Dead Confederates, A Civil War Era Blog

In Which I Almost Agreed with Brag Bowling

Posted in African Americans, Memory by Andy Hall on June 22, 2011

My expectations for Brag Bowling’s contributions to the Washington Post‘s A House Divided group blog are, shall we say, not high. But is it too much ask that he not contradict himself in consecutive sentences? Apparently it is.

In answering the question, “how novel was Gen. Butler’s decision to treat escaped slaves as contraband and did he do it for humane or military reasons?”, Bowling launches into predictable tropes about Butler, identifying him as a “political general” in the first clause, and referencing the nickname “Beast” Butler, in the second sentence. Nothing surprising about that, if you’ve read his earlier contributions to the blog, a couple of which I’ve discussed here and here.

The whiplash-inducing contradiction in this new piece comes in the middle of the third paragraph, to wit:

Butler used the novel legal approach of viewing them as “property” and calling them “contraband of war”. This enabled Butler to ignore both the Constitution and the Fugitive Slave Act of 1850 which would have required that they be returned to their owners.

Did you catch that? Bowling first criticizes Butler as being wrong for recognizing slaves as property, and then wrong again for not returning them to their owners.

More to the point, Bowling seems to forget that Butler’s “novel legal approach of viewing them as ‘property’ ” conforms entirely to their status both under U.S. and Confederate law. Indeed, it was the explicit claim by Southerners of their property rights in the form of slaves that both drove their decision to secede from the Union, and subsequently provided Butler with the rationale to designate those same slaves as “contraband of war” when they were put to work building fortifications. It takes some real chutzpah to deny that slaves are property, then demand their return to you as their owner.

It’s true enough that Ben Butler was never a great battlefield tactician. But his contributions, which Bowling dismisses as being in the political arena, and (presumably) therefore irrelevant to his assessment, were substantial nonetheless. Bowling makes passing reference to Butler’s “ruthless occupation” of New Orleans, but omits that the “political general’s” quarantine and general cleanup of that city almost certainly saved hundreds, if not thousands of lives that would have been lost to that perennial scourge of the Crescent City, yellow fever. He omits Butler’s commitment to African American troops in the Federal army, and his willingness to test them in battle when other, better-known commanders like Sherman, were unwilling to give them a chance. And of course he omits Butler’s postwar career in Congress, when he wrote the first draft of the Civil Rights Act of 1871, a key measure that helped to reign in the abuses of the Ku Klux Klan in the South in the years after the war.

Bowling forgets to acknowledge those things, but you can be certain he remembered to mention the chamber pot with Butler’s picture in the bottom. One has to focus on the important stuff, I guess.

Oh, and that part where I almost agreed with Bowling? It was when I read this:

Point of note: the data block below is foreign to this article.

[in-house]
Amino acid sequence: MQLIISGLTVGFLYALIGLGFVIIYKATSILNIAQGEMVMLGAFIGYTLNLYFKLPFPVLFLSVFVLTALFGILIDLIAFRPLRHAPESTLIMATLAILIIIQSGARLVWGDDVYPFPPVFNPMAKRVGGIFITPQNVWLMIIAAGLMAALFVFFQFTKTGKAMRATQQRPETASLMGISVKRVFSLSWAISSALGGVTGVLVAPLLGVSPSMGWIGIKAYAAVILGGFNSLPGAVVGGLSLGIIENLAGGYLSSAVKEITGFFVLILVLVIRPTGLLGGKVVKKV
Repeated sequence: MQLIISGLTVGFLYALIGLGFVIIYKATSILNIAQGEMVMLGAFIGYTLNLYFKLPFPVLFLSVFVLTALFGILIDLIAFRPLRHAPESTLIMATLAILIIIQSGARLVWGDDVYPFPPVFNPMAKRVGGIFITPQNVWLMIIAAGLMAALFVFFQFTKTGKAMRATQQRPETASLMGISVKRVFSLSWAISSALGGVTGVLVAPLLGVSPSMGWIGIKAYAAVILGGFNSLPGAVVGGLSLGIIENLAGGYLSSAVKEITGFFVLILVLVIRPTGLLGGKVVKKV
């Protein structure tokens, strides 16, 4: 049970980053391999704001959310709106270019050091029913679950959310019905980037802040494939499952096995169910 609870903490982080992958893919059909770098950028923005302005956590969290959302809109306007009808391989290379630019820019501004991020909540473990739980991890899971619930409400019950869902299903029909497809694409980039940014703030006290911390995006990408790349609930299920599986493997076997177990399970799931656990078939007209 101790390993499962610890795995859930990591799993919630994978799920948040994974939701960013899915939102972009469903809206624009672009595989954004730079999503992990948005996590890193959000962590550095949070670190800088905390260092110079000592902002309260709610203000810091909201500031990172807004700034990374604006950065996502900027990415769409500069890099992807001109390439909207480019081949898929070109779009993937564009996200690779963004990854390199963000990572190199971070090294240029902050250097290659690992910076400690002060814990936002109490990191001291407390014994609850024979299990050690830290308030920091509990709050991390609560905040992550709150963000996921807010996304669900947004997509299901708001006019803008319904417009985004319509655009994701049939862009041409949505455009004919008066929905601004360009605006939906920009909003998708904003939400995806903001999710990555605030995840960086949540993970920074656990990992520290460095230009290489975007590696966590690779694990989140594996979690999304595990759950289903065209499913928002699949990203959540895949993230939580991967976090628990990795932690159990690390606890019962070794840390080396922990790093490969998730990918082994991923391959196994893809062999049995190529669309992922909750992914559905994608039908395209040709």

Northern abolitionists considered contrabands synonymous with emancipation even before Lincoln’s final Emancipation Proclamation on January 1, 1863. General Butler’s treatment of the contrabands, while mired in legal, political and cultural issues, was closely linked to the role of emancipation. When freedom did come to the slaves still in Confederate territory, the Union lines were flooded with the newly freed causing the U. S. government to implement new policies to provide them shelter, food, clothing and even some health care – all in part – because of Butler’s decisions at the beginning of the Civil War.

Then I looked again and realized I’d scrolled too far, and was reading the end of Frank Williams’ answer to the same question. My bad.
____________
Image: “Contraband, Fortress Monroe,” Library of Congress

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8 Responses

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  1. Margaret Blough said, on June 22, 2011 at 8:50 pm

    Another point on Butler and New Orleans. What kind of commander would he have been if he’d let the women of New Orleans abuse his soldiers with impunity?

    I love the argument that the Butler should have enforced the Fugitive Slave Act when invoked by those claiming the legal right to secede. I think it was the sheer hypocrisy of that claim which played a critical role in his actions and in the official support for his actions. It’s also part of a series of actions by the US government that those who take comfort in the mantra that the EP didn’t free a single slave don’t seem capable of accepting: the message, repeatedly reinforced, to slaves in Confederate-controlled territory from the US government that if slaves fled from their owners and made it to Union army lines, they would be free.

    • Andy Hall said, on June 22, 2011 at 9:09 pm

      I love the argument that the Butler should have enforced the Fugitive Slave Act when invoked by those claiming the legal right to secede.

      These are the same folks who today insist that the Confederacy was an independent country, but simultaneously contend that Lincoln unconstitutionally invaded a state.

      those who take comfort in the mantra that the EP didn’t free a single slave

      Foner skewers that one in Fiery Trial, where he explains — with a map — how the EP did immediately free about 50K slaves in the Sea Islands, Florida Keys, in swathes along the Mississippi, and so on.

      Not that those folks would be caught dead reading Foner.

  2. BorderRuffian said, on June 23, 2011 at 10:14 am